Supreme Court allows Navy to consider SEALs’ vaccine statuses; plaintiffs 'treated shabbily,' dissent says
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The U.S. Supreme Court last week allowed the Navy to consider a vaccine refusal by 35 Special Warfare personnel when making decisions on their deployment and assignment.
In a March 25 order, the high court stayed part of a district court injunction that applied to the 35 plaintiffs who sued, including 26 Navy SEALs, report Law.com, the New York Times and the Washington Post.
The Navy can consider vaccine statuses when making operational decisions during the appeals process, according to the Supreme Court’s order. The plaintiffs are still protected, however, from discharge or discipline during that time.
In a concurrence, Justice Brett Kavanaugh said he agreed with the Supreme Court’s stay “for a simple overarching reason: Under Article II of the Constitution, the president of the United States, not any federal judge, is the commander in chief of the armed forces.”
Kavanaugh said the district court relied on the Religious Freedom Restoration Act in blocking action against the SEALs.
“But even accepting that RFRA applies in this particular military context, RFRA does not justify judicial intrusion into military affairs in this case,” Kavanaugh wrote. “That is because the Navy has an extraordinarily compelling interest in maintaining strategic and operational control over the assignment and deployment of all Special Warfare personnel—including control over decisions about military readiness. And no less restrictive means would satisfy that interest in this context.”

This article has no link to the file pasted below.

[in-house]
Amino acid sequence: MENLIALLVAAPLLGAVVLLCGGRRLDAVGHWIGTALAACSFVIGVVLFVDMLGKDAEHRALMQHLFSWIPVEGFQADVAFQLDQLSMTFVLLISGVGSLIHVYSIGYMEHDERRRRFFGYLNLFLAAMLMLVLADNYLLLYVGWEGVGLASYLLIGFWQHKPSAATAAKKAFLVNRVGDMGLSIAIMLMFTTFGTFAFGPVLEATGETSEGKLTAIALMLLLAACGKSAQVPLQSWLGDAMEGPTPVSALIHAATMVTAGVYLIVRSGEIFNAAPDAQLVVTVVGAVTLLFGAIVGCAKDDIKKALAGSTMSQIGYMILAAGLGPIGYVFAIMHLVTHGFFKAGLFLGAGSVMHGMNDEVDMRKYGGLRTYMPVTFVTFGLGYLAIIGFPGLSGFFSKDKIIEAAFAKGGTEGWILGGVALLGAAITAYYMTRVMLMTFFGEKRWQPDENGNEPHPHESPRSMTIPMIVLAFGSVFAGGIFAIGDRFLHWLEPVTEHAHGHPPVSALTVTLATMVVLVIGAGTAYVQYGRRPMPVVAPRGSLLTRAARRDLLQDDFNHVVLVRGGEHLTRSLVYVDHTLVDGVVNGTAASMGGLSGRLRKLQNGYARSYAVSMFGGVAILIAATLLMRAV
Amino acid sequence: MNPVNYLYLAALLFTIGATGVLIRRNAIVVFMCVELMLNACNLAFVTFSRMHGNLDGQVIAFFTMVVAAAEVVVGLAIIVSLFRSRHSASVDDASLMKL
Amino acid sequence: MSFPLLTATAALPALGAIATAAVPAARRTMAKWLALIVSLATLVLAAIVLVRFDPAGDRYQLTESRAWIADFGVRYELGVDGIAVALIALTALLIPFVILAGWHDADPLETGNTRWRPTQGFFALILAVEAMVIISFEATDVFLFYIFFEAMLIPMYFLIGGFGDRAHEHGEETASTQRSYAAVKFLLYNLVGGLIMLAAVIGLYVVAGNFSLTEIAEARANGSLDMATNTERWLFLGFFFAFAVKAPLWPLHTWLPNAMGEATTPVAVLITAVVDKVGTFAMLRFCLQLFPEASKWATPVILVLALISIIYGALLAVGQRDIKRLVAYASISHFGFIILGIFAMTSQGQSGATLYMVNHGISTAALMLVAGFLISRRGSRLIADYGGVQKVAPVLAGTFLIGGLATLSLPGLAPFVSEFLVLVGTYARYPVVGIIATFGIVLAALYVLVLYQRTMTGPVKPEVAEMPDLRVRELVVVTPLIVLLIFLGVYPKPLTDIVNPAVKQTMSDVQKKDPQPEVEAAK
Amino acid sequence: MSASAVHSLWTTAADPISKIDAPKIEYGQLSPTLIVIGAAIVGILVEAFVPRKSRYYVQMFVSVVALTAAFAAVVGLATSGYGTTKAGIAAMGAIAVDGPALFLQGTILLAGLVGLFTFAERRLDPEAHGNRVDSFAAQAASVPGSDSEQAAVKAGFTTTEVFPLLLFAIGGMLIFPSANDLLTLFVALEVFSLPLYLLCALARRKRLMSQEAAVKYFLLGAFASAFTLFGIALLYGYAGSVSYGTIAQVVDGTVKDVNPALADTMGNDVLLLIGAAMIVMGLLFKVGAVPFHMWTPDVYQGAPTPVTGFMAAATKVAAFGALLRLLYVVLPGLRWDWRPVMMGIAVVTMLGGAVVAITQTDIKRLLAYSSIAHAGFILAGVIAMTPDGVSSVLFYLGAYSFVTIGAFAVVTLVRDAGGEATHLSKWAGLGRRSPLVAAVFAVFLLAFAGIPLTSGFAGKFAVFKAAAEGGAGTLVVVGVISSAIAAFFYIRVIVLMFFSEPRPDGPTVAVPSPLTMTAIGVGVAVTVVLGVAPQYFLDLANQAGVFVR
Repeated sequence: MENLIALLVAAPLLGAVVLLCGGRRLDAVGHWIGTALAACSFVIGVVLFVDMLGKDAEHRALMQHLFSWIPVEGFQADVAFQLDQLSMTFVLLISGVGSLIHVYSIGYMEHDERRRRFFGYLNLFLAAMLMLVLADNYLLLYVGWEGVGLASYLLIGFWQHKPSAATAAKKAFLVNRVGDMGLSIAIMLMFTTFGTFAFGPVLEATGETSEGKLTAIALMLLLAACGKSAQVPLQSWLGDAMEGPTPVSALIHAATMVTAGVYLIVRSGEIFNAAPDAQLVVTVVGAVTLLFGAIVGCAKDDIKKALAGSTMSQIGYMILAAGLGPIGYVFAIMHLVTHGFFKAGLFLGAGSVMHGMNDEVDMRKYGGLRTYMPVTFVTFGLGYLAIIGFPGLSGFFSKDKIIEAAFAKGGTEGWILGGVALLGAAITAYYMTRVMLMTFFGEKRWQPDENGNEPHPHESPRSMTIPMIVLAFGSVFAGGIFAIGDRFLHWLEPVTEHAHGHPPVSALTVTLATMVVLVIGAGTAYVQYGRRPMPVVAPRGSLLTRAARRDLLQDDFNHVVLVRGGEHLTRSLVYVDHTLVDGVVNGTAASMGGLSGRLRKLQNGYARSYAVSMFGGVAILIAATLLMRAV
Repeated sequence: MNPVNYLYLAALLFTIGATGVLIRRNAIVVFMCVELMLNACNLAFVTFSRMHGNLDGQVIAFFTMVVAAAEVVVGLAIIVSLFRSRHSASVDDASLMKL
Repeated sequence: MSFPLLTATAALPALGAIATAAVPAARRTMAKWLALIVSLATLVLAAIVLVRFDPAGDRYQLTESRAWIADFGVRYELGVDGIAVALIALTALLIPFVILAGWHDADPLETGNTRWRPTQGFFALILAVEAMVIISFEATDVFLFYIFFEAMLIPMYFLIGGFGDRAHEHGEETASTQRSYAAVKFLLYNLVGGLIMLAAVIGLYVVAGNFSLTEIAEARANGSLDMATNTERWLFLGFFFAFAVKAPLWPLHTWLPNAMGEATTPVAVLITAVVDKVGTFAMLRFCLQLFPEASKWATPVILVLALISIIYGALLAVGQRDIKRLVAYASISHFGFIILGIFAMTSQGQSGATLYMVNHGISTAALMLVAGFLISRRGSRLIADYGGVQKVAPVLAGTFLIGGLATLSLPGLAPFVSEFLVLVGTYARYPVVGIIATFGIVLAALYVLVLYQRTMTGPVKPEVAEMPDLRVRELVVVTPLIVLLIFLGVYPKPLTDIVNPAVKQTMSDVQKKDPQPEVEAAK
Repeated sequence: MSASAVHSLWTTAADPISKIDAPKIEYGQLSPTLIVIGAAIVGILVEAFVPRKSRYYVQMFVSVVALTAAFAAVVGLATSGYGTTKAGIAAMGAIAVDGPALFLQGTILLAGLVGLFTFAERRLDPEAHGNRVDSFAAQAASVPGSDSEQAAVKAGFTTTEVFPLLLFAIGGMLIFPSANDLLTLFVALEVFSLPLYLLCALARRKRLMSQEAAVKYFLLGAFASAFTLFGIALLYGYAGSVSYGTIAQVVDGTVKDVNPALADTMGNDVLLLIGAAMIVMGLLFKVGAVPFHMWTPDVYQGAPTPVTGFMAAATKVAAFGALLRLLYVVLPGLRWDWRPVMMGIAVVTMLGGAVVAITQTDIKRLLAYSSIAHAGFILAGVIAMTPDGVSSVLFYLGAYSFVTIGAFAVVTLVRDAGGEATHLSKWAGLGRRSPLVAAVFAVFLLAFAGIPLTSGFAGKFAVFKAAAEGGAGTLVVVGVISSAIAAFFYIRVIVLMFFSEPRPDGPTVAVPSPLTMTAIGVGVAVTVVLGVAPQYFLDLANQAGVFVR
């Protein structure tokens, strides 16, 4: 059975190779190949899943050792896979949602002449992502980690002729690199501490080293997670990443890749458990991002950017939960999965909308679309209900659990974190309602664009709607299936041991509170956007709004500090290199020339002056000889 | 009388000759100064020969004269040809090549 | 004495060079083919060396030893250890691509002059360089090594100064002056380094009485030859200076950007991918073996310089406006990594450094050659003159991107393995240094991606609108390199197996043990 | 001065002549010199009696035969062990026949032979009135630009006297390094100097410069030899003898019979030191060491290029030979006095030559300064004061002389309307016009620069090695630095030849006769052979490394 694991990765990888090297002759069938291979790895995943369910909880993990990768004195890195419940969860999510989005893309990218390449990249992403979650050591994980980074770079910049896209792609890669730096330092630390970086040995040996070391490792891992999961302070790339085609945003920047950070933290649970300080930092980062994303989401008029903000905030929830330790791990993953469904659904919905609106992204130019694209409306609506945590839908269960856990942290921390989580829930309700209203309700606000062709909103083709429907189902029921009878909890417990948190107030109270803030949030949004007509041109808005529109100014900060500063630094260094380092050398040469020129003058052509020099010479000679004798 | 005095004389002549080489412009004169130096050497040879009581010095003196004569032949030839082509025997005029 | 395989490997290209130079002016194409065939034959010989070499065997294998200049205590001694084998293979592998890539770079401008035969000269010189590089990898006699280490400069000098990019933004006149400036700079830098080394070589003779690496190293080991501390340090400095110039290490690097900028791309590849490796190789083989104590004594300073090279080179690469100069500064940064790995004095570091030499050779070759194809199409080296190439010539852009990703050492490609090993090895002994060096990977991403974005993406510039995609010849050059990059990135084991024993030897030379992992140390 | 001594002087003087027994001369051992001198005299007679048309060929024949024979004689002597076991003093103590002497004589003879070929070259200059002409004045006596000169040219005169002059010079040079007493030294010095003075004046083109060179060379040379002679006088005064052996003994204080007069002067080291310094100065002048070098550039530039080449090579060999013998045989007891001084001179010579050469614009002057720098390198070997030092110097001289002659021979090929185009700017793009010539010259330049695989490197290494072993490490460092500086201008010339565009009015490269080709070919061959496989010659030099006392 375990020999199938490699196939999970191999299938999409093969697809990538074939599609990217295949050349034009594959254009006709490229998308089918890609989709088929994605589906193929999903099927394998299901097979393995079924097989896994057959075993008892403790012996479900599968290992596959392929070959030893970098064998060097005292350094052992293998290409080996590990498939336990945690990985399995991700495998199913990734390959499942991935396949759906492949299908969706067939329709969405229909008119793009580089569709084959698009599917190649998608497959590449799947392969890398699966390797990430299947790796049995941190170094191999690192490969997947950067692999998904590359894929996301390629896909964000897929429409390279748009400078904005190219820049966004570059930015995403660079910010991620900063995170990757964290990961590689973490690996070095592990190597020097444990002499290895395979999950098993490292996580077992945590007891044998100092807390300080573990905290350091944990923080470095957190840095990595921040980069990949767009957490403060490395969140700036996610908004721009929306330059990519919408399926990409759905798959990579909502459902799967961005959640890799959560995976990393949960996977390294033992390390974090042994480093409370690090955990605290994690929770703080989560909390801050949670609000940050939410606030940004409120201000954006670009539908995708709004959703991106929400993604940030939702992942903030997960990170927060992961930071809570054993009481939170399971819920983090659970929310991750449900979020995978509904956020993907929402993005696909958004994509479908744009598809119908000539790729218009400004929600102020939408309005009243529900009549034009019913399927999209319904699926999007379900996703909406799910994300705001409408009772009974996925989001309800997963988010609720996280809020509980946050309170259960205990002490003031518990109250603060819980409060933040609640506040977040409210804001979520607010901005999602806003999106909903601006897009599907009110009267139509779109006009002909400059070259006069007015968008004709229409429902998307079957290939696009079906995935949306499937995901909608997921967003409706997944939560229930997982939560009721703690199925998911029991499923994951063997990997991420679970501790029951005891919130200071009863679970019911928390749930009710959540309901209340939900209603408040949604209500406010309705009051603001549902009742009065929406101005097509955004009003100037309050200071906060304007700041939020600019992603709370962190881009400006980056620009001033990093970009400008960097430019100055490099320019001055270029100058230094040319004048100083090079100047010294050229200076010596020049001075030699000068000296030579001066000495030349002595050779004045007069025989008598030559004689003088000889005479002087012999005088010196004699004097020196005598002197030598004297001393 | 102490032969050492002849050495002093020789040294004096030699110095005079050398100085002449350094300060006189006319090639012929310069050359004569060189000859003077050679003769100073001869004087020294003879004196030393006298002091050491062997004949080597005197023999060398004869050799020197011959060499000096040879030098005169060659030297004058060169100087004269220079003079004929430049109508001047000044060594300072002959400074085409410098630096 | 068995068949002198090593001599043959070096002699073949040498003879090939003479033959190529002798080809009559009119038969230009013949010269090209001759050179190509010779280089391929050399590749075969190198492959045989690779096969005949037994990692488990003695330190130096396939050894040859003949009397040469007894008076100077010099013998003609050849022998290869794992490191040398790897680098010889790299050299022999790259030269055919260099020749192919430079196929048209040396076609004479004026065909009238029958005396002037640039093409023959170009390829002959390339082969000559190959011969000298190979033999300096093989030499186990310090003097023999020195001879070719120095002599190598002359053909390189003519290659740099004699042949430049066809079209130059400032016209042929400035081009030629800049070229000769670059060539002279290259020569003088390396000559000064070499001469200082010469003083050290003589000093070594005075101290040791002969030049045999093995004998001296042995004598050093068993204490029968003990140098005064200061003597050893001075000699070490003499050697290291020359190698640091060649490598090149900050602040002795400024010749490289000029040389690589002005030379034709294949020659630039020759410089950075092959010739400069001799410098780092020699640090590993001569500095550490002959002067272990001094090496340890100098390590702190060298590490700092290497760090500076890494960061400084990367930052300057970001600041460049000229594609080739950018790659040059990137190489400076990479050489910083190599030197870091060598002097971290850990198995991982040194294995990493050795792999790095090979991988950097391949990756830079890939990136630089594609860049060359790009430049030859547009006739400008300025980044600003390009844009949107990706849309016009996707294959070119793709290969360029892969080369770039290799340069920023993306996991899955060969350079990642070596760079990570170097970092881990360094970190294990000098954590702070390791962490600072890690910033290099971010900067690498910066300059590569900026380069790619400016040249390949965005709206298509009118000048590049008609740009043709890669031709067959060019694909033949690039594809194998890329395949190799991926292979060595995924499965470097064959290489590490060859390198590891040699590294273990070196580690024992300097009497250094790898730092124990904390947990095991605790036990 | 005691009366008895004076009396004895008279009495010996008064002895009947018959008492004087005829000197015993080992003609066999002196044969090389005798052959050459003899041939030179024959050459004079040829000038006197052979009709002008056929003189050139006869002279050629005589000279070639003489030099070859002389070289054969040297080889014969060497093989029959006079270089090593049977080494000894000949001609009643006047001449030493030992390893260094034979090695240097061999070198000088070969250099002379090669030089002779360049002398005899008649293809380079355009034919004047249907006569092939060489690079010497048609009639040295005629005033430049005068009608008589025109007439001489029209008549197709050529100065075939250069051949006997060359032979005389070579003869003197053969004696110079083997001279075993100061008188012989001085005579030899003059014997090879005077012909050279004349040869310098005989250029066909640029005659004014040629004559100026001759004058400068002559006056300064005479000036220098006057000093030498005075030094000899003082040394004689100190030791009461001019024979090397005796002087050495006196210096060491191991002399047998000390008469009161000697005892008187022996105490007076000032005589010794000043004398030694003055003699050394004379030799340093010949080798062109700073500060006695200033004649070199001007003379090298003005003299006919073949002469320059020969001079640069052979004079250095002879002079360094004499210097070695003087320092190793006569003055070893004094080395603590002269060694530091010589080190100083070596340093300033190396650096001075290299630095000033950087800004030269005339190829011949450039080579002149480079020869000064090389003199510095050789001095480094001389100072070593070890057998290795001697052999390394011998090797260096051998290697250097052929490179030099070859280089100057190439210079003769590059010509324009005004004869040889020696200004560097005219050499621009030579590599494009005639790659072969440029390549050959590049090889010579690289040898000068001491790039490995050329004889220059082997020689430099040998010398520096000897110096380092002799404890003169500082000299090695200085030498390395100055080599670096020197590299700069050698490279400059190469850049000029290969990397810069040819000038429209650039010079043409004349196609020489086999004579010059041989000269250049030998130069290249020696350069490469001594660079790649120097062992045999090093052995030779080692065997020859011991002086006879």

Justices Samuel Alito Jr., Neil Gorsuch and Clarence Thomas dissented. Alito explained his reasoning in a dissent joined by Gorsuch.
Alito said the court “does a great injustice” to the 35 respondents “who have volunteered to undertake demanding and hazardous duties to defend our country. These individuals appear to have been treated shabbily by the Navy.”
Alito said the Navy set up a procedure for obtaining religious exemptions from vaccines that included no fewer than 50 steps. By mid-February, more than 4,000 exemption requests were submitted, but “not a single one had been approved” by the time that the case was filed.
Alito said he agreed that the government had a compelling interest in preventing COVID-19 infections—to allow it to carry out vital missions and to protect the health of its Navy personnel.
“But the Navy’s summary rejection of respondents’ requests for religious exemptions was by no means the least restrictive means of furthering those interests,” Alito wrote.
Alito said he would support a narrower order that allowed the government to select Special Warfare service members who are sent on missions in which there is a special need to limit the risk of COVID-19 infections.